A. The basis is always the near-future price minus the distant-future price; it narrows as it gets closer to zero it narrows, and widens as it gets farther from zero.
B. Interest rates and futures prices move inversely. Selling the near future and buying the distant future suggests that the investor is speculating that contract prices will move down. Considering that only one-fourth of the position is hedged, this is probably a strongly held belief.
A. Uncovered position: $93,750 (50 bps x $25 x 75 contracts). Hedged position is also positive because the speculator sold near future and bought distant future as the basis narrowed: $6,250 (10 bps x $25 x 25 contracts).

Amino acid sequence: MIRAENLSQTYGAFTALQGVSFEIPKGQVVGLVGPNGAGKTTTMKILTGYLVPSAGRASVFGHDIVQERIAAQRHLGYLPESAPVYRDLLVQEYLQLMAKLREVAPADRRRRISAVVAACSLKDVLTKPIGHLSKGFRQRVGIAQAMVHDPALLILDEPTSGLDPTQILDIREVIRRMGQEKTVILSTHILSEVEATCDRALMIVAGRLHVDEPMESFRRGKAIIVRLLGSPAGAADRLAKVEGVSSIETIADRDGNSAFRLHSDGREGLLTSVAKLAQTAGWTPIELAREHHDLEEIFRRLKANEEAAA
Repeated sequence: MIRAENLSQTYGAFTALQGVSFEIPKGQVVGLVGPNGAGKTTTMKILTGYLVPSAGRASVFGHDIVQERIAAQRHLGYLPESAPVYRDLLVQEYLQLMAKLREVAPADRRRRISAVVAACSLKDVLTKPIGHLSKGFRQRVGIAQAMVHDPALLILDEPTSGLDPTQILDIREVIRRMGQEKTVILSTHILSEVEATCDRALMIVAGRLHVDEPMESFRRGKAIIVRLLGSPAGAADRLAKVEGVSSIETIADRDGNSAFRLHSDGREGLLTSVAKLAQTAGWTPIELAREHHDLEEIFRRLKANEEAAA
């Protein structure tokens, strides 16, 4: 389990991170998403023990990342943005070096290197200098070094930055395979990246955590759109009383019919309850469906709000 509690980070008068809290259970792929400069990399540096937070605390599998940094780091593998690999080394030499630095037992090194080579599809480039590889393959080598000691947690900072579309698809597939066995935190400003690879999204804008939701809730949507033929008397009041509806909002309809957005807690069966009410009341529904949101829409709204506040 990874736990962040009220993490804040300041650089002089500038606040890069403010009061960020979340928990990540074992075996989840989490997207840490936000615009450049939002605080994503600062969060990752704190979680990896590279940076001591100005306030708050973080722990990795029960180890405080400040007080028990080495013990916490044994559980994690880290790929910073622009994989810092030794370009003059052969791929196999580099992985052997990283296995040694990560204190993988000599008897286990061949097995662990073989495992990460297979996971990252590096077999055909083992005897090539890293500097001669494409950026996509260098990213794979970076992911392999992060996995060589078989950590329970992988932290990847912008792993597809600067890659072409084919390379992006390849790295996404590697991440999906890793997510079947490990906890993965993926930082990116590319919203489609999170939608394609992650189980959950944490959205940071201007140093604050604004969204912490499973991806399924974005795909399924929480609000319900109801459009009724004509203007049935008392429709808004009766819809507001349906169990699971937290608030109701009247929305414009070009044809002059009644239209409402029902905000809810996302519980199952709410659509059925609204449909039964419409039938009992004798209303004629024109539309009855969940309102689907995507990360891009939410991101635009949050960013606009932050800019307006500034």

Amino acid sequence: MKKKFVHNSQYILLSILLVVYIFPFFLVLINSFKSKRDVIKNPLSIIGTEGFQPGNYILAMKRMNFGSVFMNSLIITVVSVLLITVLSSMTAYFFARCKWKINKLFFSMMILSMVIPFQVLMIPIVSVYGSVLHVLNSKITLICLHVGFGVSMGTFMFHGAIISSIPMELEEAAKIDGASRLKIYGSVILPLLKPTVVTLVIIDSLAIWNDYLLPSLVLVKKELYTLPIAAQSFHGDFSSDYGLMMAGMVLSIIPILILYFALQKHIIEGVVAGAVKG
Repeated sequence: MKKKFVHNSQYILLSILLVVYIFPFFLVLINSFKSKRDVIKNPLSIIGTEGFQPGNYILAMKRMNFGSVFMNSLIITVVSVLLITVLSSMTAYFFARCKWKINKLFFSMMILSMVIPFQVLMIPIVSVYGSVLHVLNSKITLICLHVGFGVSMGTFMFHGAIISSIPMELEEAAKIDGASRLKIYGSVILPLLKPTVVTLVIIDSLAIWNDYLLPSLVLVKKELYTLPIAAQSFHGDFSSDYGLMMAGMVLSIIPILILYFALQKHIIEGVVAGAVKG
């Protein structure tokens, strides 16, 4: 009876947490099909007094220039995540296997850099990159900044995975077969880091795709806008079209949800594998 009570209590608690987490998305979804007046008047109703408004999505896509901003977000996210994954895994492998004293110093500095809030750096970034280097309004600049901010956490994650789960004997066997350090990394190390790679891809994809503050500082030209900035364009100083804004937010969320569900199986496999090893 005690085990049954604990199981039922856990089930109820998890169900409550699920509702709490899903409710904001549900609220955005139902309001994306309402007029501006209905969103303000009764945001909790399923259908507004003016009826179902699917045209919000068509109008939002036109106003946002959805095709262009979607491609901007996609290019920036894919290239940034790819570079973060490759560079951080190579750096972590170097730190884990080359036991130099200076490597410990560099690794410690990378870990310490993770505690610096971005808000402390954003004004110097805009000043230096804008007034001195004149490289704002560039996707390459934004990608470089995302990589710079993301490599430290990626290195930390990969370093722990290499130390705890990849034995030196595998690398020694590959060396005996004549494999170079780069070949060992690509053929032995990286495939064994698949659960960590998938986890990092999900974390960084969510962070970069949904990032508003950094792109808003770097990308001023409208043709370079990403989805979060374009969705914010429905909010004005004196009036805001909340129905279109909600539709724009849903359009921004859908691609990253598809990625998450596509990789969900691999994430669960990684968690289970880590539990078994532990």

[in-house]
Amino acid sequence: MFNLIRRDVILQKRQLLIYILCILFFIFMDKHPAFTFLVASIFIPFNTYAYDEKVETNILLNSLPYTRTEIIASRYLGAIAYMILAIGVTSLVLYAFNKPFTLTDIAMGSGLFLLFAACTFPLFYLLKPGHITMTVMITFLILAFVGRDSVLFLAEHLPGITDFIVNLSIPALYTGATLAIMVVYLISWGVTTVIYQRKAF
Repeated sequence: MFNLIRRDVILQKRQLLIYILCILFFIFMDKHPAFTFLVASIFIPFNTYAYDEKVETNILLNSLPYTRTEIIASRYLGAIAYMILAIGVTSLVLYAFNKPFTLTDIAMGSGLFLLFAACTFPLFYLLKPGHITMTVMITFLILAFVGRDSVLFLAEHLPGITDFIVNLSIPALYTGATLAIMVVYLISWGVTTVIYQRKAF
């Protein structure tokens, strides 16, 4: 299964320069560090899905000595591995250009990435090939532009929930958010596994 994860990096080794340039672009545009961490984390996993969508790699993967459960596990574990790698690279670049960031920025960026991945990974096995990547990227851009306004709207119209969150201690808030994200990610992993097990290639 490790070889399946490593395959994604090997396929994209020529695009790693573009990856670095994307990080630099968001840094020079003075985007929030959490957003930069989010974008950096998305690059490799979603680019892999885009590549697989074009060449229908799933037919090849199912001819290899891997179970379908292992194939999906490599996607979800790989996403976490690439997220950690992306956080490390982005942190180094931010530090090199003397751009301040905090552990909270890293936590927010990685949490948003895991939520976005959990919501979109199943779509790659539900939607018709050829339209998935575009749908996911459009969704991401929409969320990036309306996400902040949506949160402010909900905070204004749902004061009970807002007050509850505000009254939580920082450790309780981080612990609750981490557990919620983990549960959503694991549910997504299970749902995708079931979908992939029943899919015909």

D. Gross margin is $100,000, per 3A. The amount invested is $966.65 ($96.6650 x 100 contracts x 10%) plus $241.68 ($96.6700 x 25 contracts x 10%) plus $100 ($50 x 2 trades)
C. A is false and the others are not necessarily true.
B. Pyramiding involves the incremental addition of futures positions in decreasing amounts in a rising market, not a falling one.